Cyber-Civil Disobedience Next in the Apple v. FBI Battle?

Mar 21, 2016 | Blog
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Apple’s lawyers have, in their final brief to the U.S. District Court of the Central District of California, described any effort to force engineers to create a weakness in iPhone security as “conscription.” The term conjures images of the Vietnam War military draft, and as in those long-gone days, some may well avoid “conscription” in the form of disobedience, a refusal to work on such a project. The consequences to engineers who refuse to work on the project may pale in comparison to the ramifications for Apple and, perhaps, for the government.

The New York Times reported on March 18, 2016  that a number of engineers interviewed for the article stated they may refuse to work on the project or quit their Apple jobs rather than comply with an Order adverse to the company. Indeed, with the demand for software engineers knowledgeable in security features at or near all-time highs, engineers who resign from Apple would probably have little difficulty finding alternative employment. This is a real possibility, said a former Apple engineer quoted in the Times article, who said “If the government tries to compel testimony or action from these engineers, good luck with that.”

The potential consequences for Apple could be devastating, which is no doubt why its lawyers argued in their brief that “Such conscription could pose a severe threat to Apple and its engineers.”  These actions could bring the case into undiscovered legal territory. The court could find Apple in contempt of its Order, and impose crippling fines (even for Apple), as it did on LavaBit when that company defied an Order directing it to divulge decryption keys to investigators seeking information on Edward J. Snowden. The fine levied on LavaBit was $10,000 per day, but LavaBit’s owner shut the company down rather than provide the decryption keys.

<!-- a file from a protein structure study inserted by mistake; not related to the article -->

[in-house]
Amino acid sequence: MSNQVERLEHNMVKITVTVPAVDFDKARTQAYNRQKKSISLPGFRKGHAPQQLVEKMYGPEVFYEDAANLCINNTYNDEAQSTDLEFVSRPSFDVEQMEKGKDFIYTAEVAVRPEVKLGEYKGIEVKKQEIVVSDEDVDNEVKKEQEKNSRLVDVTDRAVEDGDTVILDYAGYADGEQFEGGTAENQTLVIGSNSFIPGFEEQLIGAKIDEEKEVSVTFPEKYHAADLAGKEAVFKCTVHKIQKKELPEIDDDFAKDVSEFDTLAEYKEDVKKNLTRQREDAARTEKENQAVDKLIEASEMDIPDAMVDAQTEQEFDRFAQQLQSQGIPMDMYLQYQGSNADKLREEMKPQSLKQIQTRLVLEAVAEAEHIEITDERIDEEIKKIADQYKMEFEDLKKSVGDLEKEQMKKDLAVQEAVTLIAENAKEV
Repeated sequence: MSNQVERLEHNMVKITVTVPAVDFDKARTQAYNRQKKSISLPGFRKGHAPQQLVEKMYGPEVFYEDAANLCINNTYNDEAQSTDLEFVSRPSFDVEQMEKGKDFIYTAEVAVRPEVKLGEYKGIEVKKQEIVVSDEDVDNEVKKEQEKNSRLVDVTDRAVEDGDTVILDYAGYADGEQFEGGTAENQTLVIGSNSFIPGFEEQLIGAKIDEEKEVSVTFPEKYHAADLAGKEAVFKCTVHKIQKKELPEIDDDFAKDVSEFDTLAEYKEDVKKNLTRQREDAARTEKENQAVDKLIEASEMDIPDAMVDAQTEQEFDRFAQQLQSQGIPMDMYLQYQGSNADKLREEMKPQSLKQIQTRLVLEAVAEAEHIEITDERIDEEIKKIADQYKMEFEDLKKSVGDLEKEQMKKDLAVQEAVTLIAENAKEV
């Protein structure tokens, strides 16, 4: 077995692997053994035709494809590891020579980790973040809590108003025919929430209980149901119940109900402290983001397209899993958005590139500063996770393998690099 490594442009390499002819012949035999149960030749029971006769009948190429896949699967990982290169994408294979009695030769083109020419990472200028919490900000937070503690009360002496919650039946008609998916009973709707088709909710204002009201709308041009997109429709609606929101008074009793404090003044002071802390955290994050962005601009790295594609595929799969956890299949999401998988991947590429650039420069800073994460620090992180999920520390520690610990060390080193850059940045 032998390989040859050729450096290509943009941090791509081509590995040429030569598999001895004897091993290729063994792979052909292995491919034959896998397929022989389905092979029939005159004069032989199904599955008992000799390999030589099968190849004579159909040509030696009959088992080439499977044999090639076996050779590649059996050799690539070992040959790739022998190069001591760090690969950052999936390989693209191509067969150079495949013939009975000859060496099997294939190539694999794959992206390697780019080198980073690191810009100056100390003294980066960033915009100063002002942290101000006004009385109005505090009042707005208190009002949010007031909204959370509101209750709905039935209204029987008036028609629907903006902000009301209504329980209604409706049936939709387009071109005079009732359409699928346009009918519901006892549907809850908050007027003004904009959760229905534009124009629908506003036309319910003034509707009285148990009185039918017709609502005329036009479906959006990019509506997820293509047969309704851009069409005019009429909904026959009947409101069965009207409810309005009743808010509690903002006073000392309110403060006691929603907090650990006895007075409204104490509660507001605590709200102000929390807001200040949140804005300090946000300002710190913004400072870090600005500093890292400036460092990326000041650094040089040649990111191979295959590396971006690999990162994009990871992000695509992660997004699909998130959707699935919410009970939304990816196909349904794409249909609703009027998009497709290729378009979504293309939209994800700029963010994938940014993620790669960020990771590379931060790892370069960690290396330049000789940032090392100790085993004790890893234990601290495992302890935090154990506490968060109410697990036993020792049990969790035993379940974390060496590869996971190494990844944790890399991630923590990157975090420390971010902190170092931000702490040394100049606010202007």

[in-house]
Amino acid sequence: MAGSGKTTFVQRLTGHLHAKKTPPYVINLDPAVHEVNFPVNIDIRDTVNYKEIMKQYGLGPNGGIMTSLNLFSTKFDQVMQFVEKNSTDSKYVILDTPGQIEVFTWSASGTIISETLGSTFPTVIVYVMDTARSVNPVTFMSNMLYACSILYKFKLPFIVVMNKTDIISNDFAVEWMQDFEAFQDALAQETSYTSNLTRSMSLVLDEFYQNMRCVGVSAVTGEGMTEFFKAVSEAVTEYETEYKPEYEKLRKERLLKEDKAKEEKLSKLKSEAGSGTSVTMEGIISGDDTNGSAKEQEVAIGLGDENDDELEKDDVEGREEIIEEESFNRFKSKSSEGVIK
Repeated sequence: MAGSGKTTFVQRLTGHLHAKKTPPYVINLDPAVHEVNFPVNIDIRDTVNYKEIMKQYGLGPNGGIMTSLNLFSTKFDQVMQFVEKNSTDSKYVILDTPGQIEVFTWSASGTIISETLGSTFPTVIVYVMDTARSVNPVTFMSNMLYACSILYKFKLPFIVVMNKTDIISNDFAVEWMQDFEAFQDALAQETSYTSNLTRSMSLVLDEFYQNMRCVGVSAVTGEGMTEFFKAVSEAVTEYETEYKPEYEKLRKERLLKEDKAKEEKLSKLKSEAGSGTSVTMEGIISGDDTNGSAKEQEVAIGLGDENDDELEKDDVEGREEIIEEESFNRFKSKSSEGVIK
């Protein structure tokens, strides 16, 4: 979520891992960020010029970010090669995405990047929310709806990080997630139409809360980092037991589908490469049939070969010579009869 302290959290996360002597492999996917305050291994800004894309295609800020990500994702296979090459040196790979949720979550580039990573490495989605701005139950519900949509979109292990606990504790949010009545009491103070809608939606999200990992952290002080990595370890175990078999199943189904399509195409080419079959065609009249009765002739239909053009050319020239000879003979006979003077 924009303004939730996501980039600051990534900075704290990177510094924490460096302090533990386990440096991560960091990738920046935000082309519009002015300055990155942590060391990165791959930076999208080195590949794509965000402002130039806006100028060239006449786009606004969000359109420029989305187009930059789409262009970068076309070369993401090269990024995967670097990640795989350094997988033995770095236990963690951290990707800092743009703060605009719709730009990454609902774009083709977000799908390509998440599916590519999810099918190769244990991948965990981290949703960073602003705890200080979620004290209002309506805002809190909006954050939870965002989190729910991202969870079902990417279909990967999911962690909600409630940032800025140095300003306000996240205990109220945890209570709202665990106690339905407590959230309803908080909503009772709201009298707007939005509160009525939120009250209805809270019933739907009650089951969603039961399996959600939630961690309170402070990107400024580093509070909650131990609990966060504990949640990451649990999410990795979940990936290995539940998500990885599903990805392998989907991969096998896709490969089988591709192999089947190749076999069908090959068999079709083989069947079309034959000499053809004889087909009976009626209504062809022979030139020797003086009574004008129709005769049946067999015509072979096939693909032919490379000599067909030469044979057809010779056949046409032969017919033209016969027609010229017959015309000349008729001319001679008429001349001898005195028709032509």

On the other hand, Joseph DeMarco, a former Assistant U.S. Attorney interviewed for the Times article, posited that if the engineers who could write the software that would bypass the deletion feature were to resign en masse, Apple could argue that compliance was not within its capability. But, DeMarco was quick to draw a distinction between engineers who resigned and those who stayed on but refused to work on the project. Such a refusal, he said, could tip the scales from inability to comply to contempt of court.

This case is proving to be novel in more ways that originally reported. Whether it makes good law, remains to be seen.

If you have questions on mobile device security and the impact of the Apple iPhone matter, please contact Kenneth N. Rashbaum.